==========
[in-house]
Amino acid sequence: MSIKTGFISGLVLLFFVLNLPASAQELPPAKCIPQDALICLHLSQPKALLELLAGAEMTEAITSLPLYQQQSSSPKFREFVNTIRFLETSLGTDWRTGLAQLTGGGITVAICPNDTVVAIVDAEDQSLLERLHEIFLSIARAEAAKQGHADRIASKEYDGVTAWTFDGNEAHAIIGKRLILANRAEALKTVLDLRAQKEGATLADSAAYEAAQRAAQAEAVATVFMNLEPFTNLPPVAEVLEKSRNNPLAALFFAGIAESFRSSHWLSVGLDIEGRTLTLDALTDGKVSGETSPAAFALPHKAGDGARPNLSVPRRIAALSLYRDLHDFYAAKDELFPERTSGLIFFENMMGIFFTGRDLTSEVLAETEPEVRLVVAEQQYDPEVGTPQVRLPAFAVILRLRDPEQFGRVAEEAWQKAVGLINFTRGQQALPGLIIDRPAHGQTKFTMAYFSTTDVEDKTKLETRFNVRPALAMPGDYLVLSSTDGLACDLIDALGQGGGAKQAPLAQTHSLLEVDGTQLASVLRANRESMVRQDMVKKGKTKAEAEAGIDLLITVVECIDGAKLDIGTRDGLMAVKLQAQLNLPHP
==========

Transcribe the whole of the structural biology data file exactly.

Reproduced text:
[in-house]
Amino acid sequence: MSIKTGFISGLVLLFFVLNLPASAQELPPAKCIPQDALICLHLSQPKALLELLAGAEMTEAITSLPLYQQQSSSPKFREFVNTIRFLETSLGTDWRTGLAQLTGGGITVAICPNDTVVAIVDAEDQSLLERLHEIFLSIARAEAAKQGHADRIASKEYDGVTAWTFDGNEAHAIIGKRLILANRAEALKTVLDLRAQKEGATLADSAAYEAAQRAAQAEAVATVFMNLEPFTNLPPVAEVLEKSRNNPLAALFFAGIAESFRSSHWLSVGLDIEGRTLTLDALTDGKVSGETSPAAFALPHKAGDGARPNLSVPRRIAALSLYRDLHDFYAAKDELFPERTSGLIFFENMMGIFFTGRDLTSEVLAETEPEVRLVVAEQQYDPEVGTPQVRLPAFAVILRLRDPEQFGRVAEEAWQKAVGLINFTRGQQALPGLIIDRPAHGQTKFTMAYFSTTDVEDKTKLETRFNVRPALAMPGDYLVLSSTDGLACDLIDALGQGGGAKQAPLAQTHSLLEVDGTQLASVLRANRESMVRQDMVKKGKTKAEAEAGIDLLITVVECIDGAKLDIGTRDGLMAVKLQAQLNLPHP